Eataly: How it changes experiential in Boston.

I didn’t think I would be able able to write this, but I survived a trip to Eataly Boston. I was so swept away by all the cheese, pasta, and prosciutto that I only took the one picture below. Eataly is the new 45,000 square foot Italian marketplace that invaded The Prudential last week. With over 30 locations worldwide, Eataly Boston is only the fifth location to hit the United States. The enormous campus is home to three restaurants, five bars, various quick-serve stations and a full grocery market.


The only time I had to take a deep breath was to sit and eat some pizza, have a glass of wine, and take this picture. Pretty, isn’t it? Then it was back to the Wonka Factory for Italians.

Many Bostonians are thrilled with the arrival of the Italian mecca, but there’s a large community that is nervous of the influence Eataly will have on small businesses. It’s arrival has brought a need of over 500 jobs in a multitude of roles. With a pre-existing shortage of restaurant industry workers, local restaurants worry they will be losing current and potential employees to Eataly. Everyone knows Boston’s North End is the epicenter of the city’s Italian culture, but many are worried the new marketplace will pull patrons away from their small businesses and restaurants.

Long story short, lots of people are worried about Eataly’s arrival, and rightfully so. 

If you were to ask me, I would say Eataly is one of the best things to happen to Boston since Good Will Hunting. Okay, that may be a wicked stretch, but hear me out…


I’ve grown up and lived in the Boston-area my whole life, I know our reputation. Tourists come to Boston for our history, our sports, and our baked beans. You can see a show in the theater district, go shopping on Newbury street, even catch a game at Fenway Park. I challenge you though, try and continue that list of experiential opportunities in our great city that don’t include historical sites or sports. Want a harder challenge? Make a list of experiential opportunities that exist past 11pm. We’re not known for being a late night city, and we’re not necessarily known for being a city filled with lively experiences outside of history and drinking.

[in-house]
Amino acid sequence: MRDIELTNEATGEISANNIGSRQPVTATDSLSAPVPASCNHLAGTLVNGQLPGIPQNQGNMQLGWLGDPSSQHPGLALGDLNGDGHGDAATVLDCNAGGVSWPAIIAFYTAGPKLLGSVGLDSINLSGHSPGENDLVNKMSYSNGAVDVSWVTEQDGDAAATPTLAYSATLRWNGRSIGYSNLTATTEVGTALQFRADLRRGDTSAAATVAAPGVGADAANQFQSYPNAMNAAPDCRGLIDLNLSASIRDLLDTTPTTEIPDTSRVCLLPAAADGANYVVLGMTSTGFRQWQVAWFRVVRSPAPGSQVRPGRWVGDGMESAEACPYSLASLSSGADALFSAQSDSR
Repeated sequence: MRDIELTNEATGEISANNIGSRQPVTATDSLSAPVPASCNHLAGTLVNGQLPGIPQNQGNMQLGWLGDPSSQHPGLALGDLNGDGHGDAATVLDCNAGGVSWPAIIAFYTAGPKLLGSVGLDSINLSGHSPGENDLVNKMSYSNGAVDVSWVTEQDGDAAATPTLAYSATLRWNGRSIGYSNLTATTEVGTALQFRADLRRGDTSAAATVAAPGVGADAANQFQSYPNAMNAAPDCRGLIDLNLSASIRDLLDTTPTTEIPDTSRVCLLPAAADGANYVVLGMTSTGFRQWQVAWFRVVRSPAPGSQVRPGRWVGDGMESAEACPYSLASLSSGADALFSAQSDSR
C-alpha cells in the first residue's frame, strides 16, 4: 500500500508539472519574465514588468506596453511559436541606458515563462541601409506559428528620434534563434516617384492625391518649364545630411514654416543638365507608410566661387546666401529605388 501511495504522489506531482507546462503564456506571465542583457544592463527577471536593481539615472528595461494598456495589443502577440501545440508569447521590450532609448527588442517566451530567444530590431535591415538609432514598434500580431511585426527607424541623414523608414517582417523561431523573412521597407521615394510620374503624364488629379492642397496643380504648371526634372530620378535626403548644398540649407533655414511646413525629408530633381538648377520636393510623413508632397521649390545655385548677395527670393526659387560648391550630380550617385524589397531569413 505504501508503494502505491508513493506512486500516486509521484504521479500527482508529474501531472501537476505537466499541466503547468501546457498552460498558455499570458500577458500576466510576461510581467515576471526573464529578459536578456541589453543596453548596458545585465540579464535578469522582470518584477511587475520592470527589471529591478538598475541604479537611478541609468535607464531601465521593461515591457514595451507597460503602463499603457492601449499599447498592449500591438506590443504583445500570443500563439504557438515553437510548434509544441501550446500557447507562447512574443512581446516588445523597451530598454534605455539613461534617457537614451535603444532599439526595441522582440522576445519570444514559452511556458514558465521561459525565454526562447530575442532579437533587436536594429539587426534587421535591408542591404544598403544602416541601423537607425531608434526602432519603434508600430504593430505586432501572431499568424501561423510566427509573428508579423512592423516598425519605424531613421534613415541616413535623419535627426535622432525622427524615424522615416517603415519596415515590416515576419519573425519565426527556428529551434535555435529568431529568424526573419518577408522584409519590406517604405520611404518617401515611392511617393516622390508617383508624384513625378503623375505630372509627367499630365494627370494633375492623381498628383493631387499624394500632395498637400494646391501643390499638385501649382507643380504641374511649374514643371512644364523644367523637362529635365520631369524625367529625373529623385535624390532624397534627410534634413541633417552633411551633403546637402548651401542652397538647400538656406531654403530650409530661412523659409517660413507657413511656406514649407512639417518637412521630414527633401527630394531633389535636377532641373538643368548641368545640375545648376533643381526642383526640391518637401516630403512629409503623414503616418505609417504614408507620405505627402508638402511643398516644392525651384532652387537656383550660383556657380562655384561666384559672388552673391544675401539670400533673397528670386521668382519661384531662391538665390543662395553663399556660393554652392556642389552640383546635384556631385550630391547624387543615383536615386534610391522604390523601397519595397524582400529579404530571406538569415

Eataly brings with it the idea that we can change these preconceptions. 

Boston is has been home to only a few experiential events in recent memory: Red Bull Flugtag, Big Air Fenway, and of course the annual Boston Marathon. Yet Eataly proves that Boston is a viable city for more permanent experiential opportunities, and challenges pre-existing businesses to think similarly. It’s arrival may even influence more events to come to Boston, which there is clearly an audience for.

As for local businesses: Eataly may be great, but the best cannoli in Boston will still be Mike’s Pastry. My favorite pizza in the city will still be a tie between Coppa and Galleria Umberto ( I guess if you separate Sicilian from traditional thin crust, they really aren’t competing.) Eataly isn’t here to replace Boston’s mainstays, it’s here to add to them and hopefully shine a light on them.

So I implore you: this weekend grab your spouse or your buddy, go to Eataly, enjoy a glass of wine and a pizza, grab a cannoli, and remember to support experiential in Boston.

Chin chin! 

If you’d love to create a memorable experience for your company / or brand, or even just want to talk wine and cheese, shoot me an email @ and follow me on Twitter @ninjaman173.

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